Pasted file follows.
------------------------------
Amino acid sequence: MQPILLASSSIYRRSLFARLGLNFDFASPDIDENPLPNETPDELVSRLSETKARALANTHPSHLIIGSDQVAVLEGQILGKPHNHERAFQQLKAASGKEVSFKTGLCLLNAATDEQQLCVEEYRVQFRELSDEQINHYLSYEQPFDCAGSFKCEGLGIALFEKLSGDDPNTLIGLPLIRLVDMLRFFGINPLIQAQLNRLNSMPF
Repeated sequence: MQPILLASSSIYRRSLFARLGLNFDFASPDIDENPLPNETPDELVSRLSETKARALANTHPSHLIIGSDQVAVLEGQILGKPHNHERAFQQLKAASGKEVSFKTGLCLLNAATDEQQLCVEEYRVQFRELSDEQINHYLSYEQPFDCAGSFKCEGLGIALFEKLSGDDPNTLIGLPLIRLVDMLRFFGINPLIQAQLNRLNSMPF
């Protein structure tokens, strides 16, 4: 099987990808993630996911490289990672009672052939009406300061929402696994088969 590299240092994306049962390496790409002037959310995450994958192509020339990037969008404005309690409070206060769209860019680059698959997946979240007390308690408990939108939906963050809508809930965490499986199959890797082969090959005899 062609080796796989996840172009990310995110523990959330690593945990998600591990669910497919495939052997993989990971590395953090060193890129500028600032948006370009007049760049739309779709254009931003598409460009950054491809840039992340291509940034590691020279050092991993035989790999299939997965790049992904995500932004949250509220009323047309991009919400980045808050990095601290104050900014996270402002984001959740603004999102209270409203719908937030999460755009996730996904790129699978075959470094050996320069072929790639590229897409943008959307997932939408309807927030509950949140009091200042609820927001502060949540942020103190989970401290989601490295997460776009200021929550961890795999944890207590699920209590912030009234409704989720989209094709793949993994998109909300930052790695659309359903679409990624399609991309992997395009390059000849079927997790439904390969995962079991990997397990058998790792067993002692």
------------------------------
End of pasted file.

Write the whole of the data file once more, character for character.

Amino acid sequence: MQPILLASSSIYRRSLFARLGLNFDFASPDIDENPLPNETPDELVSRLSETKARALANTHPSHLIIGSDQVAVLEGQILGKPHNHERAFQQLKAASGKEVSFKTGLCLLNAATDEQQLCVEEYRVQFRELSDEQINHYLSYEQPFDCAGSFKCEGLGIALFEKLSGDDPNTLIGLPLIRLVDMLRFFGINPLIQAQLNRLNSMPF
Repeated sequence: MQPILLASSSIYRRSLFARLGLNFDFASPDIDENPLPNETPDELVSRLSETKARALANTHPSHLIIGSDQVAVLEGQILGKPHNHERAFQQLKAASGKEVSFKTGLCLLNAATDEQQLCVEEYRVQFRELSDEQINHYLSYEQPFDCAGSFKCEGLGIALFEKLSGDDPNTLIGLPLIRLVDMLRFFGINPLIQAQLNRLNSMPF
């Protein structure tokens, strides 16, 4: 099987990808993630996911490289990672009672052939009406300061929402696994088969 590299240092994306049962390496790409002037959310995450994958192509020339990037969008404005309690409070206060769209860019680059698959997946979240007390308690408990939108939906963050809508809930965490499986199959890797082969090959005899 062609080796796989996840172009990310995110523990959330690593945990998600591990669910497919495939052997993989990971590395953090060193890129500028600032948006370009007049760049739309779709254009931003598409460009950054491809840039992340291509940034590691020279050092991993035989790999299939997965790049992904995500932004949250509220009323047309991009919400980045808050990095601290104050900014996270402002984001959740603004999102209270409203719908937030999460755009996730996904790129699978075959470094050996320069072929790639590229897409943008959307997932939408309807927030509950949140009091200042609820927001502060949540942020103190989970401290989601490295997460776009200021929550961890795999944890207590699920209590912030009234409704989720989209094709793949993994998109909300930052790695659309359903679409990624399609991309992997395009390059000849079927997790439904390969995962079991990997397990058998790792067993002692």